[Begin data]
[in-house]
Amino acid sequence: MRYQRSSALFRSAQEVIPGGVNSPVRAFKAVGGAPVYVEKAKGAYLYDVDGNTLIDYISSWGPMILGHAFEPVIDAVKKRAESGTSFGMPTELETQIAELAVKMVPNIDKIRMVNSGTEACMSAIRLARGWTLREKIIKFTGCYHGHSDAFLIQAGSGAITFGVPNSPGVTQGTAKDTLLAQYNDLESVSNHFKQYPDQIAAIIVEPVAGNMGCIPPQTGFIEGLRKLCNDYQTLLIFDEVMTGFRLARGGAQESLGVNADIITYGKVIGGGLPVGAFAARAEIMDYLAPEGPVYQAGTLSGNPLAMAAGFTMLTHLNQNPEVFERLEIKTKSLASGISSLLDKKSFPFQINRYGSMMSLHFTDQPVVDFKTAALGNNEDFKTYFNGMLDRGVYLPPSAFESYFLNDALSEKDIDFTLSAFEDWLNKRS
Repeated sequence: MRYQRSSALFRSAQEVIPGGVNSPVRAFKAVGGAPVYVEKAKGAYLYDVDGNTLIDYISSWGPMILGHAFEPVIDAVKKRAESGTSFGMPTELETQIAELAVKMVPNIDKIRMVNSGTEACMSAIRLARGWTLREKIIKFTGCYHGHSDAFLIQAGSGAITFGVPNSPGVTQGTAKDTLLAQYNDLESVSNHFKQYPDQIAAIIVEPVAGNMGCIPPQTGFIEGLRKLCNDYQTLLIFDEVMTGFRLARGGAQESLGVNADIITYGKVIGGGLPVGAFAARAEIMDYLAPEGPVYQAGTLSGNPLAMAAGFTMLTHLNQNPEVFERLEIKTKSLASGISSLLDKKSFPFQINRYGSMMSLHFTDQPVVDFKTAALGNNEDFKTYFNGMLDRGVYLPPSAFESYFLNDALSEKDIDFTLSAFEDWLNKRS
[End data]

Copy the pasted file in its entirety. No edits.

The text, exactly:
[in-house]
Amino acid sequence: MRYQRSSALFRSAQEVIPGGVNSPVRAFKAVGGAPVYVEKAKGAYLYDVDGNTLIDYISSWGPMILGHAFEPVIDAVKKRAESGTSFGMPTELETQIAELAVKMVPNIDKIRMVNSGTEACMSAIRLARGWTLREKIIKFTGCYHGHSDAFLIQAGSGAITFGVPNSPGVTQGTAKDTLLAQYNDLESVSNHFKQYPDQIAAIIVEPVAGNMGCIPPQTGFIEGLRKLCNDYQTLLIFDEVMTGFRLARGGAQESLGVNADIITYGKVIGGGLPVGAFAARAEIMDYLAPEGPVYQAGTLSGNPLAMAAGFTMLTHLNQNPEVFERLEIKTKSLASGISSLLDKKSFPFQINRYGSMMSLHFTDQPVVDFKTAALGNNEDFKTYFNGMLDRGVYLPPSAFESYFLNDALSEKDIDFTLSAFEDWLNKRS
Repeated sequence: MRYQRSSALFRSAQEVIPGGVNSPVRAFKAVGGAPVYVEKAKGAYLYDVDGNTLIDYISSWGPMILGHAFEPVIDAVKKRAESGTSFGMPTELETQIAELAVKMVPNIDKIRMVNSGTEACMSAIRLARGWTLREKIIKFTGCYHGHSDAFLIQAGSGAITFGVPNSPGVTQGTAKDTLLAQYNDLESVSNHFKQYPDQIAAIIVEPVAGNMGCIPPQTGFIEGLRKLCNDYQTLLIFDEVMTGFRLARGGAQESLGVNADIITYGKVIGGGLPVGAFAARAEIMDYLAPEGPVYQAGTLSGNPLAMAAGFTMLTHLNQNPEVFERLEIKTKSLASGISSLLDKKSFPFQINRYGSMMSLHFTDQPVVDFKTAALGNNEDFKTYFNGMLDRGVYLPPSAFESYFLNDALSEKDIDFTLSAFEDWLNKRS